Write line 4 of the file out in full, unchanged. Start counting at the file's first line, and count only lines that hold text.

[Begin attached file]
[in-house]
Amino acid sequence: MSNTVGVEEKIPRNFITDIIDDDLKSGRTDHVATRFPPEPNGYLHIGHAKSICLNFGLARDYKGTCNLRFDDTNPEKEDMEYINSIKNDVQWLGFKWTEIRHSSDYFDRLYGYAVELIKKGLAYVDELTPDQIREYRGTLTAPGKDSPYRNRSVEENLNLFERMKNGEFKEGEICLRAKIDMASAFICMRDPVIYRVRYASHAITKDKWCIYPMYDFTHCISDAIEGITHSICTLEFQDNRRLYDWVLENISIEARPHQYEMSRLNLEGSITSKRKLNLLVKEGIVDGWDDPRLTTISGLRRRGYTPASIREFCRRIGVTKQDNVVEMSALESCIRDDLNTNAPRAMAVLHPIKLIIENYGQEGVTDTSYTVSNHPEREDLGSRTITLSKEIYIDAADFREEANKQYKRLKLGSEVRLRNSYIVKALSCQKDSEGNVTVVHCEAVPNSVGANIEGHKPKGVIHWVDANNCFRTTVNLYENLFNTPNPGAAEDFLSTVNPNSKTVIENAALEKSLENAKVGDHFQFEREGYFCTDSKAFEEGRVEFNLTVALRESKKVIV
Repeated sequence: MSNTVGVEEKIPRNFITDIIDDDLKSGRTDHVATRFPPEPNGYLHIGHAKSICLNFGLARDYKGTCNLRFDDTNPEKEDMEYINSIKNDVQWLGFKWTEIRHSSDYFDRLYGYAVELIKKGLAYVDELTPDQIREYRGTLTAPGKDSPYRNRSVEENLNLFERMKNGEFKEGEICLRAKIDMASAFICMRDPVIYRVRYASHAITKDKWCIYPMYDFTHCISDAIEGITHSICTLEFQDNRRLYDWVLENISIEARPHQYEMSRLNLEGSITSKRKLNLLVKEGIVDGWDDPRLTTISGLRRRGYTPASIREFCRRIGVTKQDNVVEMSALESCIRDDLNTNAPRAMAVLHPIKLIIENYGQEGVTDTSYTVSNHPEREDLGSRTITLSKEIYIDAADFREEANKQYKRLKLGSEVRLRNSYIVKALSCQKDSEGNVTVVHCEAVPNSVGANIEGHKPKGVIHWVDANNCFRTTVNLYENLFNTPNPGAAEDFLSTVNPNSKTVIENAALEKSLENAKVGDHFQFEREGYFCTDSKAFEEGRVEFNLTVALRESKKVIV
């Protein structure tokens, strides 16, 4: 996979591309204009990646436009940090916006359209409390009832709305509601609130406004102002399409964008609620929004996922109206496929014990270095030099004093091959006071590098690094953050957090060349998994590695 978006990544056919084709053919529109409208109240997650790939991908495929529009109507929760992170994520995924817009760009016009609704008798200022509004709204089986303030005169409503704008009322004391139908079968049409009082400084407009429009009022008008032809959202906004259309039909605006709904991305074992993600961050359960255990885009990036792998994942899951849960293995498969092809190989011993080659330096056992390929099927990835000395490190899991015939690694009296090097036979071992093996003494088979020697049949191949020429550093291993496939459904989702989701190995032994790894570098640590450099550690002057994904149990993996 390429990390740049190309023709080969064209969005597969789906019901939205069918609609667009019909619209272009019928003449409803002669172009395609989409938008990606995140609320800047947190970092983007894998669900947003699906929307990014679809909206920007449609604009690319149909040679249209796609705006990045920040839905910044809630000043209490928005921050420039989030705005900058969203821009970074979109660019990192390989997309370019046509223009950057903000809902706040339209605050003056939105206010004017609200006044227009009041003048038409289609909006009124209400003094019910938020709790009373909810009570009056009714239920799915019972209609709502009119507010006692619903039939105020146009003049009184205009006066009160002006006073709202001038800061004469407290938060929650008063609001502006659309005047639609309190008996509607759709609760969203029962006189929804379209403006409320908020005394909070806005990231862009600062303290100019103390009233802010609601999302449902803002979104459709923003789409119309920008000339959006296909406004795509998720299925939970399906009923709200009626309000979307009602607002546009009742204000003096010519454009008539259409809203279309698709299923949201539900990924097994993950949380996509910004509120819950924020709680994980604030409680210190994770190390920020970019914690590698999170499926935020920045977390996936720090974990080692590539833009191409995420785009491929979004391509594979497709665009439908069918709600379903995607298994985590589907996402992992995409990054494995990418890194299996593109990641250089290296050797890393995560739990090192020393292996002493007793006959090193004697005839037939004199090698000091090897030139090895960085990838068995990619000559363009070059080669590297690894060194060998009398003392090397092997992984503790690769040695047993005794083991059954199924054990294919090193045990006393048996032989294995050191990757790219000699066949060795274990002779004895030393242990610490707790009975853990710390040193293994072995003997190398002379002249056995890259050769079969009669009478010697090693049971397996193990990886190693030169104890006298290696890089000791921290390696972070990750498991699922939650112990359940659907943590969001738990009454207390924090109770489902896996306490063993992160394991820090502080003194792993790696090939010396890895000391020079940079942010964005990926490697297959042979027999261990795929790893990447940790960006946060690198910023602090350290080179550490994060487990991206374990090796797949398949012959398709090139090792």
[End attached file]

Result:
């Protein structure tokens, strides 16, 4: 996979591309204009990646436009940090916006359209409390009832709305509601609130406004102002399409964008609620929004996922109206496929014990270095030099004093091959006071590098690094953050957090060349998994590695 978006990544056919084709053919529109409208109240997650790939991908495929529009109507929760992170994520995924817009760009016009609704008798200022509004709204089986303030005169409503704008009322004391139908079968049409009082400084407009429009009022008008032809959202906004259309039909605006709904991305074992993600961050359960255990885009990036792998994942899951849960293995498969092809190989011993080659330096056992390929099927990835000395490190899991015939690694009296090097036979071992093996003494088979020697049949191949020429550093291993496939459904989702989701190995032994790894570098640590450099550690002057994904149990993996 390429990390740049190309023709080969064209969005597969789906019901939205069918609609667009019909619209272009019928003449409803002669172009395609989409938008990606995140609320800047947190970092983007894998669900947003699906929307990014679809909206920007449609604009690319149909040679249209796609705006990045920040839905910044809630000043209490928005921050420039989030705005900058969203821009970074979109660019990192390989997309370019046509223009950057903000809902706040339209605050003056939105206010004017609200006044227009009041003048038409289609909006009124209400003094019910938020709790009373909810009570009056009714239920799915019972209609709502009119507010006692619903039939105020146009003049009184205009006066009160002006006073709202001038800061004469407290938060929650008063609001502006659309005047639609309190008996509607759709609760969203029962006189929804379209403006409320908020005394909070806005990231862009600062303290100019103390009233802010609601999302449902803002979104459709923003789409119309920008000339959006296909406004795509998720299925939970399906009923709200009626309000979307009602607002546009009742204000003096010519454009008539259409809203279309698709299923949201539900990924097994993950949380996509910004509120819950924020709680994980604030409680210190994770190390920020970019914690590698999170499926935020920045977390996936720090974990080692590539833009191409995420785009491929979004391509594979497709665009439908069918709600379903995607298994985590589907996402992992995409990054494995990418890194299996593109990641250089290296050797890393995560739990090192020393292996002493007793006959090193004697005839037939004199090698000091090897030139090895960085990838068995990619000559363009070059080669590297690894060194060998009398003392090397092997992984503790690769040695047993005794083991059954199924054990294919090193045990006393048996032989294995050191990757790219000699066949060795274990002779004895030393242990610490707790009975853990710390040193293994072995003997190398002379002249056995890259050769079969009669009478010697090693049971397996193990990886190693030169104890006298290696890089000791921290390696972070990750498991699922939650112990359940659907943590969001738990009454207390924090109770489902896996306490063993992160394991820090502080003194792993790696090939010396890895000391020079940079942010964005990926490697297959042979027999261990795929790893990447940790960006946060690198910023602090350290080179550490994060487990991206374990090796797949398949012959398709090139090792």